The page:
Sources of Lead


There are several sources of lead that can expose children and adults. Renovation and construction in older homes can lead to exposure. Adults who work with lead can breathe in lead dust and can take it home on their clothes and skin.

On this page:


Paint

Lead-based paint was common in homes built before 1978. Since then, the U.S. has banned the use of lead-based paint in homes. Older homes may have lead-based paint under new coats of paint or wallpaper.

Paint can break down with normal wear and tear, or it can be disturbed during renovation and construction activity. The risk of exposure increases as lead-based paint peels, chips, and flakes. As the paint deteriorates, it can release lead dust and paint chips in your home. Lead dust can reach toys, food, soil, windows, doors, stairs, fences, porches, and furniture. This is the most common source of exposure. Lead dust can also easily get on a child’s hands, increasing the chance of lead poisoning. Regular cleaning to remove lead dust can cut down your risk of exposure.


Soil

Lead can enter the soil through exterior paint, gasoline, and other environmental sources. Homes with lead-based paint on the exterior can contaminate the soil surrounding the home. Homes near busy streets and highways may be at risk as well. The use of leaded gasoline in the past caused soil contamination. This soil contamination may still be present. Homes near or built on industrial areas are also at risk. Shoes can bring lead into the home. Shoe soles can track contaminated soil to other places if they are not properly cleaned or removed before entering a home. Soil from nearby industrial areas can also contain lead.


Air

Air quality is an important component of your health. There are two sources of air you should consider when dealing with lead.

Air in the Home
Air inside your home can contain lead. Settled dust from lead-based paint can re-enter through vacuuming and sweeping. Window troughs, wells, and sills may contain lead. Opening and closing windows with components that contain lead can release lead dust.

Air Outside
Air outside of the home can also contain lead. Industrial areas, such waste incinerators, lead smelters, utilities, and metals processing facilities, and landfills can release lead into the air. If you work in an industry where lead dust is in the air, you are at risk. Wearing personal protective equipment (PPE), such as coveralls and respirators equipped with high-efficiency particulate air (HEPA) filters, are necessary to limit your exposure. Limit the time spent around lead in these industries, if possible.


Water

The EPA estimates drinking water makes up 20% of a person’s total exposure to lead. Lead from drinking water makes up 40-60% of infants’ exposure if they rely on formula.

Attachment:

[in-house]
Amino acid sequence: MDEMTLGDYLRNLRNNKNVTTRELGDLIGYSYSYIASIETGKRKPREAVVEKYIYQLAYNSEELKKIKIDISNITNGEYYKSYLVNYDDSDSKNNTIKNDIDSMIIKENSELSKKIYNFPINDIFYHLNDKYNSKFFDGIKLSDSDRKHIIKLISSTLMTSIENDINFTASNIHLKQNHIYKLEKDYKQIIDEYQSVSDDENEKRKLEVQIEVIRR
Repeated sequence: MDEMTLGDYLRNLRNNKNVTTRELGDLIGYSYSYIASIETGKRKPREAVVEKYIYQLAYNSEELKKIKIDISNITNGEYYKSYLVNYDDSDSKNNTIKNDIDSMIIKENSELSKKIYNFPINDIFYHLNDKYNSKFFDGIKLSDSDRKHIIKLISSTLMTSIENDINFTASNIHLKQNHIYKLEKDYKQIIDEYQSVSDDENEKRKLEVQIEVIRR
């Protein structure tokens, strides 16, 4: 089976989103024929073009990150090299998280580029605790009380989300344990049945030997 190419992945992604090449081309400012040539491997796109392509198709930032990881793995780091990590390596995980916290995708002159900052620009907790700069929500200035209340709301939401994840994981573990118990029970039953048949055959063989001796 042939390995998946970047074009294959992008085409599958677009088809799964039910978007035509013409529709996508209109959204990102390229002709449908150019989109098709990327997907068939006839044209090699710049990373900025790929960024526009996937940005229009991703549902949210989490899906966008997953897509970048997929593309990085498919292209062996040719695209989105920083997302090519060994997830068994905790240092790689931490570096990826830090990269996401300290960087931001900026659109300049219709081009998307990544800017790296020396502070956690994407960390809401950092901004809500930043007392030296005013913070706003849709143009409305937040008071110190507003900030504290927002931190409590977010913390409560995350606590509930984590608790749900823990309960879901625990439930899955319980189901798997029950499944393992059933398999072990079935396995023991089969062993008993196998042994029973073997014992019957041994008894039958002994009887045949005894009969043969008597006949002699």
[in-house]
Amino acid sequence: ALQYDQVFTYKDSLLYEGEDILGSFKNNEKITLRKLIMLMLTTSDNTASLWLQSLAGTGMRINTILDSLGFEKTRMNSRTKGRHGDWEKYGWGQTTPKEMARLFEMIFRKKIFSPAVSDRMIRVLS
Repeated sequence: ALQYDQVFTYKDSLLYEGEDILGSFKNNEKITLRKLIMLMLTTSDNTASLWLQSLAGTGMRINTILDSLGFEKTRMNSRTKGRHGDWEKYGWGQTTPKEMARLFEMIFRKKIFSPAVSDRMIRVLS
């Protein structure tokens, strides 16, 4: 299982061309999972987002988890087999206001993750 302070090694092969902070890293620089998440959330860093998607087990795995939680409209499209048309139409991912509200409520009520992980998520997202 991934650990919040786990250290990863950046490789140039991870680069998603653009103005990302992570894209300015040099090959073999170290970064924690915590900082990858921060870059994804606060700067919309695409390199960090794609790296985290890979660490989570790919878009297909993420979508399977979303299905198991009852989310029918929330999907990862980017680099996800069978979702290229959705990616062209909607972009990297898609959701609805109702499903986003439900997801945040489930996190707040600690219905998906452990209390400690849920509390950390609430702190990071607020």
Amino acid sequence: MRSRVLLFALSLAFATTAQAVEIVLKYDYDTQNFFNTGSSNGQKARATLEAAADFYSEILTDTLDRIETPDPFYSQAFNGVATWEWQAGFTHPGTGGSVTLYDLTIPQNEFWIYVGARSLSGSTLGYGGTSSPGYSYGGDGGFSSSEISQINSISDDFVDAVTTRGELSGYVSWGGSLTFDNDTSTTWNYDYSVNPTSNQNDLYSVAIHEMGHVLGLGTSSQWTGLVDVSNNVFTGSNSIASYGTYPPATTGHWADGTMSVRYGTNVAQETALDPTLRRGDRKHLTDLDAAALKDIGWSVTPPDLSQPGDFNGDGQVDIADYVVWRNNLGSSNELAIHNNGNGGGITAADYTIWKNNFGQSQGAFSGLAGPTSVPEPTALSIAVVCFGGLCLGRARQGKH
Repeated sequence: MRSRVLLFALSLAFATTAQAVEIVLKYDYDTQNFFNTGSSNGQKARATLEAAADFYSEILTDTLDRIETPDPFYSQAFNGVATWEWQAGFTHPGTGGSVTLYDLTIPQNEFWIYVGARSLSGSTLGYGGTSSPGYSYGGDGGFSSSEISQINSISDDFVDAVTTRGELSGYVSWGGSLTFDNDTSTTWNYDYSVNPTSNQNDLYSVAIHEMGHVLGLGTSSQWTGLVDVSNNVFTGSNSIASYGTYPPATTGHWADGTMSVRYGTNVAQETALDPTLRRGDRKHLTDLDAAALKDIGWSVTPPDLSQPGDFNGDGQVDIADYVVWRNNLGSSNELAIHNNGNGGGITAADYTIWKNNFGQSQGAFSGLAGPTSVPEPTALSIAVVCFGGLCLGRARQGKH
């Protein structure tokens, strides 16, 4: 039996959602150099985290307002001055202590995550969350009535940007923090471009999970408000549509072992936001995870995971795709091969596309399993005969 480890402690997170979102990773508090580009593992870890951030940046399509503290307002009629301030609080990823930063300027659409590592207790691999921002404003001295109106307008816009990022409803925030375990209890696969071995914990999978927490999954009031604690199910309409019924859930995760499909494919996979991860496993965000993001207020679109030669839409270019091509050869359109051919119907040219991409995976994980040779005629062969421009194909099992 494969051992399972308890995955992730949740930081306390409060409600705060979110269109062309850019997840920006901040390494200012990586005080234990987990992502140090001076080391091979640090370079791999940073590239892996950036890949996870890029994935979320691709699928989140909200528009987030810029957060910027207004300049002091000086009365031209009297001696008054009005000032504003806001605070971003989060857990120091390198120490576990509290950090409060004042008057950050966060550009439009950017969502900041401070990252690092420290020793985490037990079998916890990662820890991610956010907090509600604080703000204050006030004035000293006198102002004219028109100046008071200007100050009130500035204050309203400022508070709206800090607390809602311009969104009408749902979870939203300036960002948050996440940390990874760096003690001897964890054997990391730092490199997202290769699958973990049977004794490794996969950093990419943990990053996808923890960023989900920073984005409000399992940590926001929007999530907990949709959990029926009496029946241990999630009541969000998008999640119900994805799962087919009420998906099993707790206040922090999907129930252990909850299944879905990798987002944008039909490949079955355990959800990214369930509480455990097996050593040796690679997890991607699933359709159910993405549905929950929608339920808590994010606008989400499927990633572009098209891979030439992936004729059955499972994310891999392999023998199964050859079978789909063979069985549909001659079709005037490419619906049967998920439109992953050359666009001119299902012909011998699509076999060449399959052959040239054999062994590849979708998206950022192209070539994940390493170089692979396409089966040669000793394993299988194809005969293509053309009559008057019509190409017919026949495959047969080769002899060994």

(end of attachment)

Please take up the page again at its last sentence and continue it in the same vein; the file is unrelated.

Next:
Most sources of lead come from plumbing, faucets, and fixtures. Homes built before 1986 are more likely to have plumbing and solder that contains lead. Sometimes, the source of lead can come from brass or chrome-plated faucets. As water runs through the plumbing, faucets, and fixtures, there are many factors that affect how much lead enters the water supply. According to the EPA, some factors include

  • The water chemistry (for example, certain minerals in the water can release more lead)
  • The amount of lead in plumbing, fixtures, faucets
  • The water temperature (hot water releases more lead)
  • How long water stays in plumbing
  • The types of coatings inside plumbing

If you are concerned about lead in water, contact your local water utility company. Run the water before drinking, showering, doing laundry or dishes. Use cold water for drinking, cooking and preparing baby formula.


Products

Imported or Handmade Pottery: Ceramic glaze used in pottery may contain lead and can leach into food stored or prepared in the pottery.

Imported Candies or Foods: Candy, wrappers, and certain ethnic foods may contain lead.

  • Middle East – Lozenna
  • Mexico – Grasshoppers (Chapulines), tamarind candy, chili powder, and spices
  • Eastern Europe, Republic of Georgia – Swanuri Marili, Kharchossuneli
  • Asia, India – Kozhambu

Imported Home Remedies and Cosmetics: Traditional home remedies and beauty products of different cultures may contain lead

  • Middle East – Alkohl, Al Murrah, Anzroot, Bint Dahab (aka Bint Al Dahab, Bint Al Zahab) Bokhoor, Cebagin (AKA Saoott), Henna, Kajal, Kwalli, Kohl, Al-Kahl, Saoott, Surma, Tiro, Tozali, Lozeena, Farouk, Santrinj
  • India – Bali Goli, Fita, Deshi Dewa, Ghasard, Kandu, Kushta, Pushpadhanwa, Sindoor
  • Asia – Asian Tongue Powder, Chuifong toukuwan, Daw Tway, Ba Bow Sen, Cordyceps, Hai Ge Fen, Jin Bu Huan, Mi Tuo Seng, Minium, Po Ying Tan, Pay-loo-ah
  • West Africa – Nzu, Poto, Calabash Chalk, Calabash Clay, Calabar Stone, Ndom, Mabele, Argile, La Crai
  • Latin America – Albayalde (AKA Albayaidle), Azarcon (aka Alarcon, Coral, Greta, Luiga, Maria Luisa, Rueda), Liga, Litargio
  • India, Tibet – Ayurvedic medicine, Tibetan herbal vitamins, Kushta
  • Asia, India – Ghasard, Surma, Bali Goli, Kandu, Deshi Dewa
  • China – Jin Bu Huan, Po Ying Tan, Bo-Baw-San, Litarge, Cordyceps, Hai Ge Fen
  • Asia, India – Sindoor
  • Middle East, India, North Africa – Surma, Kohl, Al Kohl, Henna

Jewelry and Toys: Toys and toy jewelry, especially imported toys, may contain lead via their paints and pigments. Toy jewelry may also contain lead. For information regarding recalls of jewelry and toys, visit the Consumer Product Safety Commission's Recall List and search for lead.

Last updated July 22, 2020